Linda Schadler

Current Position: Professor of Materials Science and Engineering at Rensselaer Polytechnic Institute
Linda Schadler
Highlight I wanted to be in a field that created new things (so it never got boring) and helped solve some of the world's most pressing problems.
November 2, 2016Her job: Vice Provost and Dean of Undergraduate Education, Rensselaer Polytechnic Institute
Describe what you do in your current work situation? I am in charge of institute wide programs for undergraduates at Rensselaer. This includes study abroad programs, the general curriculum, student advising, and more. I am also still a Professor and do research in the area of polymer nanocomposites (!) and teach materials science and engineering courses
Why did you choose engineering? Because I wanted to be in a field that created new things (so it never got boring) and helped solve some of the world's most pressing problems.
Where did you go to school and what degree(s) do you have? My B.S. in Materials Science and Engineering is from Cornell University My Ph.D. in Materials Science and Engineering is from the University of Pennsylvania
What kinds of activities have typically been part of your work? I am a professor and I teach and mentor students. I love this part of my work. I conduct research in nanocomposites materials which are being used in everything from improved materials for efficient electrical transmission to materials that help improve the efficiency of light emitting diodes.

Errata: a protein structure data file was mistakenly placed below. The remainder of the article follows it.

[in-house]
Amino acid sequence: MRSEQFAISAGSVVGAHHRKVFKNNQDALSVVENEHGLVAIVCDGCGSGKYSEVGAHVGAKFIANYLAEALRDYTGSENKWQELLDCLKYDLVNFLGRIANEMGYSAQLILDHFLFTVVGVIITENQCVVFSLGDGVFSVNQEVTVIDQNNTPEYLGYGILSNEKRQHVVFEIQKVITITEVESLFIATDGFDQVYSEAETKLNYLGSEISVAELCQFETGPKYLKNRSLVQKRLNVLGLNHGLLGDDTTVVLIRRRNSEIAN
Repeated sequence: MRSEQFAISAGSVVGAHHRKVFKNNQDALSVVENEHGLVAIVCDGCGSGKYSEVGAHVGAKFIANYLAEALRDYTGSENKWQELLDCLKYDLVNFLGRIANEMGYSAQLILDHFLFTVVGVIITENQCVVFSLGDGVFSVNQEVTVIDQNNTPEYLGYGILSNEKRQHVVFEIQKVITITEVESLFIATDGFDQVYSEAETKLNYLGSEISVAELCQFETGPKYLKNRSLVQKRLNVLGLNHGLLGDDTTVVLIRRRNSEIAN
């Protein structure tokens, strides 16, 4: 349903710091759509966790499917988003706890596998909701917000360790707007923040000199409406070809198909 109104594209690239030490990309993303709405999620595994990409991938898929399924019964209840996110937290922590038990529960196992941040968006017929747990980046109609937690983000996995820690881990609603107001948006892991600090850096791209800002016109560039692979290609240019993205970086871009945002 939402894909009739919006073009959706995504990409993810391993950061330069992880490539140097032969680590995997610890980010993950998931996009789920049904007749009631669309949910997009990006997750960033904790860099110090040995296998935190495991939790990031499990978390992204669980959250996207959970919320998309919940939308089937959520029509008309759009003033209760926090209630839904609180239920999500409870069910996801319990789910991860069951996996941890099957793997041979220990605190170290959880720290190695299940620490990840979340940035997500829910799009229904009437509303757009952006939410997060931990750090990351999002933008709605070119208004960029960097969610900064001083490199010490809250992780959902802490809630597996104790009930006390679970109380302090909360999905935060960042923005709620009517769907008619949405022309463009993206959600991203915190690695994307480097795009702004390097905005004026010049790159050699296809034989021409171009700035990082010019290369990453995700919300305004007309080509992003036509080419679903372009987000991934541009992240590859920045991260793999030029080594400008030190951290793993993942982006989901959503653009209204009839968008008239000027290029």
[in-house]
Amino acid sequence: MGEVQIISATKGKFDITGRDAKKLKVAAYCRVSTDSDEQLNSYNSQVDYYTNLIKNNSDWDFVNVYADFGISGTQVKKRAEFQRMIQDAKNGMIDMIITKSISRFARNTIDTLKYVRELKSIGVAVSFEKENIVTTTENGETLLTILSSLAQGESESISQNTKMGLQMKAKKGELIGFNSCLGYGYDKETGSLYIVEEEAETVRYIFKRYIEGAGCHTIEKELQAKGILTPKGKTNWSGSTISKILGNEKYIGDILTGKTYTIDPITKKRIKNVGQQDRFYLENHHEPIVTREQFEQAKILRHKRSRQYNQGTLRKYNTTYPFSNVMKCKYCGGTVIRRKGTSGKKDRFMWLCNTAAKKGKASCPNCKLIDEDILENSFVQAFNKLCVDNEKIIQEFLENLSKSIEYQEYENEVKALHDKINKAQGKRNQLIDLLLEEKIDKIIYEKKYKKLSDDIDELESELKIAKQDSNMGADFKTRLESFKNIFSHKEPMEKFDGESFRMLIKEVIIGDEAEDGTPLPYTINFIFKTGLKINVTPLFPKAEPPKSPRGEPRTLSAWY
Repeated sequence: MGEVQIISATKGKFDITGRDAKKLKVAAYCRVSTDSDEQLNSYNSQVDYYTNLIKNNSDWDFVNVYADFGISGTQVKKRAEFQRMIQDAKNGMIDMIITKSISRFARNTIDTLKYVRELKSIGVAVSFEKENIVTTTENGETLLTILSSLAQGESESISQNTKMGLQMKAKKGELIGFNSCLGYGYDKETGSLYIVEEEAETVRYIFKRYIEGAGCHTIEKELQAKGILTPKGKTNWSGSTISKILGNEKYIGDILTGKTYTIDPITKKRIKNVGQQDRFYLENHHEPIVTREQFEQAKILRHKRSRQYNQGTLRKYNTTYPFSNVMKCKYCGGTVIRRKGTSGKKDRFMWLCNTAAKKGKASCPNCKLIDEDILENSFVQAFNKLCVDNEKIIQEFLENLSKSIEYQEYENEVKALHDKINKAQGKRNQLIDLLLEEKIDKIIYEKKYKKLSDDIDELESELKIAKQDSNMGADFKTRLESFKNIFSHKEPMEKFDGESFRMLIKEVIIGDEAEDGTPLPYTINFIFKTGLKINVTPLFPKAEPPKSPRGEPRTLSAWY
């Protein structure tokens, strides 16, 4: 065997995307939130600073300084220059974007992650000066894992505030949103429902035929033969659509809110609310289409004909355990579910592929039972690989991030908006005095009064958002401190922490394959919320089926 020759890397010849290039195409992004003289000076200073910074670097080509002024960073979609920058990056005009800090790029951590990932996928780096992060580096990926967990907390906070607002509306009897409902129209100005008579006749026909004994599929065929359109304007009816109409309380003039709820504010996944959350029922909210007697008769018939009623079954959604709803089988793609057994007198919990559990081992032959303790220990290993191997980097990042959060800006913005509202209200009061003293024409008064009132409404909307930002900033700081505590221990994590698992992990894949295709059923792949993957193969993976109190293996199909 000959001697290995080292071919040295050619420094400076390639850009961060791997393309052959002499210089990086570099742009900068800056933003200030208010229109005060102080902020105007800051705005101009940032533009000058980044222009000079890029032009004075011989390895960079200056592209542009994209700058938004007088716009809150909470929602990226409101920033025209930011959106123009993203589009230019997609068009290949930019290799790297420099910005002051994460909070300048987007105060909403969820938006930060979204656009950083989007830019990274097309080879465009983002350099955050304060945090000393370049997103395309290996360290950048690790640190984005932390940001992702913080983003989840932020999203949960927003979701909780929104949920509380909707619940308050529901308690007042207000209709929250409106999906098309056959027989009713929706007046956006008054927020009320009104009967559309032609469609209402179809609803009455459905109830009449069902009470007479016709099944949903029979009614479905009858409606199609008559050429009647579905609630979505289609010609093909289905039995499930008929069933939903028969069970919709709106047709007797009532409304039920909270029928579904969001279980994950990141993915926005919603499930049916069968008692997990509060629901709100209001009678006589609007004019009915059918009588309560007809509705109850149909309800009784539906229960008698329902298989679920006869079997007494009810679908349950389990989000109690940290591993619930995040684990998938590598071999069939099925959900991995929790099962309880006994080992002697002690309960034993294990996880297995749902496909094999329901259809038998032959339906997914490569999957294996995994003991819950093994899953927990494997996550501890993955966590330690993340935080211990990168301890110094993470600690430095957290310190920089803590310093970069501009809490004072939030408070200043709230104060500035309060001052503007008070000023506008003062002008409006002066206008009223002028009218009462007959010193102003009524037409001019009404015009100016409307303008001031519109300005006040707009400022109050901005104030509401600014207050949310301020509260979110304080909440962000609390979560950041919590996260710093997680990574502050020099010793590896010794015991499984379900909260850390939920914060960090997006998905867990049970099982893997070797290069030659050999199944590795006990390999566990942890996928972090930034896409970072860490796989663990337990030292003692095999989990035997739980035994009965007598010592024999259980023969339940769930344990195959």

What do you like best about being an engineer? Solving interesting technical problems and constantly learning new things about how things work (including materials).
Which of your career accomplishments are you proudest of? I am proudest of a movie I helped produce called Molecules to the Max ( that helps everyone understand more about materials in a fun/animated format.

I am proudest of my students who have gone on to make contributions to the field of materials science and engineering.

I am proudest of how I have helped create an atmosphere at work that is encouraging and supportive of all.  

What challenges have you met and conquered in your pursuit of an engineering career? I failed my first qualifying exam for my Ph.D. It was then that I learned how in depth we need to understand things in order to make new contributions to engineering. I have met challenging personalities who hurt my feelings, but I have learned not to take things personally and to be true to the path that I feel is right.
Please tell us a little about your family. I have a husband and two children. My son is now at Dartmouth College and will graduate in 2018 and my daughter just started at Williams College and will graduate in 2010. My husband works for General Electric. We love to ski and hike and travel. Three years ago we climbed the Grand Teton together. Two years ago we went to South Africa. We are looking forward to planning our next adventure.
What are your short-term (1-2 years) and long-term (10+ years) goals? Short term - to launch a new program at Rensselaer called the Summer Arch. Our Sophomores will be required to spend the summer after their sophomore year on campus taking their first semester junior classes and will then spend the fall or spring semester on a professional development experience. This is a huge opportunity for us to create a unique and interactive summer semester and to provide students with key opportunities to advance their careers. Long term I plan to retire and volunteer in the area, most likely in two areas: conservation, and education.
What (or who) had/has the greatest influence on your life choices? My parents and my family overall.
What advice would you give to a young woman considering a career in engineering? Recognize that there are all kinds of engineers, and that many engineers go on to work in other fields, but the skills they learned in engineering are valuable wherever they go.
Describe something about your life outside of work: your hobbies, or perhaps a favorite book. I am also a triathlete and just finished my first 1/2 ironman.